As interest rates rise to levels not seen since the 2008 banking crisis, savers should be aware of the implications for the 2023/24 tax year. It’s important to plan ahead and take action early in the tax year.
Previously, bank interest was paid with a deduction for tax, but now it’s paid gross and needs to be declared to HMRC each tax year. Your bank interest is added to your total taxable income and affects your personal savings allowance (PSA). If your total taxable income is less than £50,270, the first £1,000 of bank interest is charged at 0%, and any interest above this is charged at 20%. If your income is between £50,270 and £125,140, your PSA is £500 and charged at 0%, and any interest above this is charged at 40%. If your income is higher than £125,140, you don’t receive any PSA, and all your bank interest is taxed at 45%.
Adding your bank interest to your other income can have various tax implications, such as making you a higher or additional rate taxpayer and affecting your PSA or personal allowance. You could consider placing savings into a spouse’s name to make use of any tax allowances you both have, but this will depend on your spouse’s tax position, and the transfer must be an outright gift.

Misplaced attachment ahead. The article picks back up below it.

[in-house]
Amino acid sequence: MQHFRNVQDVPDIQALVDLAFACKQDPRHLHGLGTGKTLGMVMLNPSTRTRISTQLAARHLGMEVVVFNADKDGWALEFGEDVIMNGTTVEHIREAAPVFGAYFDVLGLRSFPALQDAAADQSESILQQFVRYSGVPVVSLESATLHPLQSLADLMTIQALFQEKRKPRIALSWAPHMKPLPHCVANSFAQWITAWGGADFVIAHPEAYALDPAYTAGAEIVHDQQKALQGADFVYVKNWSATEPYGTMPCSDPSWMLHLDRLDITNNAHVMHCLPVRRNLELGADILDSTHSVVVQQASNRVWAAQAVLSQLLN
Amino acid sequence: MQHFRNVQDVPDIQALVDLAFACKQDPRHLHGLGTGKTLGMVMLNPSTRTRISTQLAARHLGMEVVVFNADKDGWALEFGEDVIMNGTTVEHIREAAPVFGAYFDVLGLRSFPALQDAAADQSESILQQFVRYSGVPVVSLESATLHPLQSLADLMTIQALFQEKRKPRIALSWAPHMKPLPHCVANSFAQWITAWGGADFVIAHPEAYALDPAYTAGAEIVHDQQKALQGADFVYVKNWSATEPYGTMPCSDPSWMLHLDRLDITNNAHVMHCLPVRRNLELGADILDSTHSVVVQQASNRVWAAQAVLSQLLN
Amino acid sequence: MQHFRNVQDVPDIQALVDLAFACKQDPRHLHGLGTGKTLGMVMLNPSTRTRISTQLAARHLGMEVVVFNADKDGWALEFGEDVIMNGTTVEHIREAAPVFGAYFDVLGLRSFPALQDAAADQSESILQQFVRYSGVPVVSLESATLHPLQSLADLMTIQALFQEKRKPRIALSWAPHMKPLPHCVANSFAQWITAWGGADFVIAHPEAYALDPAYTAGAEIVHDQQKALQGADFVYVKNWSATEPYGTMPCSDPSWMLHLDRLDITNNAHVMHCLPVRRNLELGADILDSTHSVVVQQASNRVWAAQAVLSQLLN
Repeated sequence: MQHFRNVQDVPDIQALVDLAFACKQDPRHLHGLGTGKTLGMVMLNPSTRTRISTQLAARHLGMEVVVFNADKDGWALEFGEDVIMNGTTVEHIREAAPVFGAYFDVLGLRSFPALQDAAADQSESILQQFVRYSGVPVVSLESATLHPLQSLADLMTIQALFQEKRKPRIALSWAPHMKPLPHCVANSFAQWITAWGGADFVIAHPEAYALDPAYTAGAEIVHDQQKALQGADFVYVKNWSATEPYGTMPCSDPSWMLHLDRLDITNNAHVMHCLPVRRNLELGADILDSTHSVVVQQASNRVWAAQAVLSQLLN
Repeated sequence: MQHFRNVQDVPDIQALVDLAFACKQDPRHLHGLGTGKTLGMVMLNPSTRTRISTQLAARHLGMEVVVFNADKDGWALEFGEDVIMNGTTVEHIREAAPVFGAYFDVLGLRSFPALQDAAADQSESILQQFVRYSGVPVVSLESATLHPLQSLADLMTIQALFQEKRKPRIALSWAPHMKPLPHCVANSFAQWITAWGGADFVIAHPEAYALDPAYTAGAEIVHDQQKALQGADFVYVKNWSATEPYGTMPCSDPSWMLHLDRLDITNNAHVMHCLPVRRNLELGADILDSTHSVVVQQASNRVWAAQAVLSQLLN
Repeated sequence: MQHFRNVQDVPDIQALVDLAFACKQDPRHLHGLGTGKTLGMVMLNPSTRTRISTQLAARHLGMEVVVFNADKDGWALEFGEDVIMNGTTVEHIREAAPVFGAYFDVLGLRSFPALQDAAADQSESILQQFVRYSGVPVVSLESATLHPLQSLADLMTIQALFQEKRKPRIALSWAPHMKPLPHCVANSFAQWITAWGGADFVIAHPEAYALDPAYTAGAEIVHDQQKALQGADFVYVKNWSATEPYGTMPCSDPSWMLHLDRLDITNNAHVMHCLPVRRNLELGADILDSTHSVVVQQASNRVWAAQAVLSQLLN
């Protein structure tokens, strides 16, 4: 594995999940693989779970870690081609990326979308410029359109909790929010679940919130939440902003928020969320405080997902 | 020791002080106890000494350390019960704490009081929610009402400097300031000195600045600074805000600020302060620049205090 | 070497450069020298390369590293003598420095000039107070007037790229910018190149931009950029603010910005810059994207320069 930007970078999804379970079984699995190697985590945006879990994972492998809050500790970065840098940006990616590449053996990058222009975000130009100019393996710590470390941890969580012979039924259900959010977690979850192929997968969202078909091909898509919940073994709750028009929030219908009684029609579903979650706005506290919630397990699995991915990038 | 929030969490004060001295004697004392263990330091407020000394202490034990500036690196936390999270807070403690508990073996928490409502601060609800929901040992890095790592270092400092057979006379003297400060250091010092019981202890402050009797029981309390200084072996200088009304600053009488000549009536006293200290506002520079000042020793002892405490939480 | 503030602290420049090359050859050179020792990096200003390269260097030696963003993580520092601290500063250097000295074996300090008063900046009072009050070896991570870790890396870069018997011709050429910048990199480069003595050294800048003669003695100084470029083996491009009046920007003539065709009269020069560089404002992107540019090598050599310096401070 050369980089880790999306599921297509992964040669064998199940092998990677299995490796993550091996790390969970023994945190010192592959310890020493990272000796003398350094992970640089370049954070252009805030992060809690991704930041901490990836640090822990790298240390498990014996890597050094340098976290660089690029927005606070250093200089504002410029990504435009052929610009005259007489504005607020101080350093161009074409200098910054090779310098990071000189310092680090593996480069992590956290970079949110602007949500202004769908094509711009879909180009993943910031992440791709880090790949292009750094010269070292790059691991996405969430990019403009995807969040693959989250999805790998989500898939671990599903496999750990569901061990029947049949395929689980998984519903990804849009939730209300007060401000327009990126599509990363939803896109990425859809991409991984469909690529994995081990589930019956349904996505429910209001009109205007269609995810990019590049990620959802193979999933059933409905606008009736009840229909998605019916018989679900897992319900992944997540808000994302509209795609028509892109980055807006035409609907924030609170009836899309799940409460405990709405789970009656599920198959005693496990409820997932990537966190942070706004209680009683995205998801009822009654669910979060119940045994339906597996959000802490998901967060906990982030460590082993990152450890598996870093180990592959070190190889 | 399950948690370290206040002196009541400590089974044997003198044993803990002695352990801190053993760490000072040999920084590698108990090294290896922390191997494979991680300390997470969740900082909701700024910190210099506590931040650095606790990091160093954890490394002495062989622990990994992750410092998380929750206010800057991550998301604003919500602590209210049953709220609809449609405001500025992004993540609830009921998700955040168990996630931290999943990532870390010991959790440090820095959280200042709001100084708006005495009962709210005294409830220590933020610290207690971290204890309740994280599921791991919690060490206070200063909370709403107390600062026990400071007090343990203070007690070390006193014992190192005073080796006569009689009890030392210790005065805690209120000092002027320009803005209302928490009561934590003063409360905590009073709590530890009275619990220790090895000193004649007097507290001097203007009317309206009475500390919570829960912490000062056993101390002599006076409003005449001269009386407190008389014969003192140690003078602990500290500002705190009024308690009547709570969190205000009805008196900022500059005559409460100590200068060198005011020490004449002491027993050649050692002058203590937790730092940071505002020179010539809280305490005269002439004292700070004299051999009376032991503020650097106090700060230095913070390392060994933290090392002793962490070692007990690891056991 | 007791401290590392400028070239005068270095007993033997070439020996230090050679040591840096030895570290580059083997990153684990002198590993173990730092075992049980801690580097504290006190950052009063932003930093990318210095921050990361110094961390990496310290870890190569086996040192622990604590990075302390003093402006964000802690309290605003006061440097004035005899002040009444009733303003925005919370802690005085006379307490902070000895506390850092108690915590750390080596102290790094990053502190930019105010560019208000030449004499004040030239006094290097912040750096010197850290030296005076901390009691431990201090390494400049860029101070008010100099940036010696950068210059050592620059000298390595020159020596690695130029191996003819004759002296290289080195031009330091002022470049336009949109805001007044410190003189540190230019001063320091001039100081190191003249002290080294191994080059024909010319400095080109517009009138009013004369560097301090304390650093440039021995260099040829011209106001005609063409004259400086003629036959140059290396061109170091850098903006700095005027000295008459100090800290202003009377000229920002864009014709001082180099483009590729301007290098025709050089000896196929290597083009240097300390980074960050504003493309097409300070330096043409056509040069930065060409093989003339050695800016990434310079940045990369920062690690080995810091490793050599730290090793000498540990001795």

It’s important to be aware of the parental settlement rules, which prevent parents from gaining any benefit when placing savings into their children’s name. If parents gift money to their minor children and the interest exceeds £100, the parent will be taxed on all income as if it is their own. This can be avoided by using Junior ISAs.
To make the most of tax allowances in the 2023/24 tax year, consider using Individual Savings Accounts (ISAs), NS&I Premium Bonds, making personal pension contributions, or placing savings into a spouse’s name to reduce taxable income.
To discuss your personal tax circumstances, contact the CBReid Tax Team today.